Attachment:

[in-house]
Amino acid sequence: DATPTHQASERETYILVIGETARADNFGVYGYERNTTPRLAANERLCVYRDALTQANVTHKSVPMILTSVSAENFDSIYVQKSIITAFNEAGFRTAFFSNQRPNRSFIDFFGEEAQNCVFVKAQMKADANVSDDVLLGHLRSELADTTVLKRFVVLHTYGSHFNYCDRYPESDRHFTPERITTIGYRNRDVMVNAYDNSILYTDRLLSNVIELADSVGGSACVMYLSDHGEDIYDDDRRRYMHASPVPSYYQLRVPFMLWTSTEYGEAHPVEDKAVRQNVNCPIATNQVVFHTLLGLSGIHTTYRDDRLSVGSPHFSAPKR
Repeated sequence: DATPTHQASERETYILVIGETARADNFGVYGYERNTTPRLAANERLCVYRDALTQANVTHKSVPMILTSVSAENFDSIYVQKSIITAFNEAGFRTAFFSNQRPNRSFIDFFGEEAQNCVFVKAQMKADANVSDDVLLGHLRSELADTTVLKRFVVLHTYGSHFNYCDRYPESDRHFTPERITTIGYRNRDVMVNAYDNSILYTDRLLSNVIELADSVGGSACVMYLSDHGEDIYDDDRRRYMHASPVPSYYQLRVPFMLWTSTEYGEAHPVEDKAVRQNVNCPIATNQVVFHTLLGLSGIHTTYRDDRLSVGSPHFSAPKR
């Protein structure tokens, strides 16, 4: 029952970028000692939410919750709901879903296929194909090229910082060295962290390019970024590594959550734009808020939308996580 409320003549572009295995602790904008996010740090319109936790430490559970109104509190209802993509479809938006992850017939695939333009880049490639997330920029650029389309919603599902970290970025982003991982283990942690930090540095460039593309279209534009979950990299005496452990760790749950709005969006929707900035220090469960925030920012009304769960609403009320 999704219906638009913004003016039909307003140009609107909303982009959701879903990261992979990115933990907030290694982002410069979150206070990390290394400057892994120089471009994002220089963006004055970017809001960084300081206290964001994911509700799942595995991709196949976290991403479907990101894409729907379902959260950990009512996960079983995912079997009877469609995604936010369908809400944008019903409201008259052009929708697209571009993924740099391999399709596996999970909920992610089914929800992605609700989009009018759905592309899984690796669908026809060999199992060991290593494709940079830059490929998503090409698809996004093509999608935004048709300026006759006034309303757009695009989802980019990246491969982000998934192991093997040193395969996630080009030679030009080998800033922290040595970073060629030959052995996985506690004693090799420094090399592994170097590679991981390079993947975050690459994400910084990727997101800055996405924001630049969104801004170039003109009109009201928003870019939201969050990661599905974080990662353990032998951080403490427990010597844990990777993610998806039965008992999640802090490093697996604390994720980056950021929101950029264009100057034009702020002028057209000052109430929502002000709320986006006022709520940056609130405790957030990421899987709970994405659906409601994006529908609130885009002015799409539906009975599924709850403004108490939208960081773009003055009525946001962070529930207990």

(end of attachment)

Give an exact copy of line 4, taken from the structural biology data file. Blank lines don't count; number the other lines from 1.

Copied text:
């Protein structure tokens, strides 16, 4: 029952970028000692939410919750709901879903296929194909090229910082060295962290390019970024590594959550734009808020939308996580 409320003549572009295995602790904008996010740090319109936790430490559970109104509190209802993509479809938006992850017939695939333009880049490639997330920029650029389309919603599902970290970025982003991982283990942690930090540095460039593309279209534009979950990299005496452990760790749950709005969006929707900035220090469960925030920012009304769960609403009320 999704219906638009913004003016039909307003140009609107909303982009959701879903990261992979990115933990907030290694982002410069979150206070990390290394400057892994120089471009994002220089963006004055970017809001960084300081206290964001994911509700799942595995991709196949976290991403479907990101894409729907379902959260950990009512996960079983995912079997009877469609995604936010369908809400944008019903409201008259052009929708697209571009993924740099391999399709596996999970909920992610089914929800992605609700989009009018759905592309899984690796669908026809060999199992060991290593494709940079830059490929998503090409698809996004093509999608935004048709300026006759006034309303757009695009989802980019990246491969982000998934192991093997040193395969996630080009030679030009080998800033922290040595970073060629030959052995996985506690004693090799420094090399592994170097590679991981390079993947975050690459994400910084990727997101800055996405924001630049969104801004170039003109009109009201928003870019939201969050990661599905974080990662353990032998951080403490427990010597844990990777993610998806039965008992999640802090490093697996604390994720980056950021929101950029264009100057034009702020002028057209000052109430929502002000709320986006006022709520940056609130405790957030990421899987709970994405659906409601994006529908609130885009002015799409539906009975599924709850403004108490939208960081773009003055009525946001962070529930207990």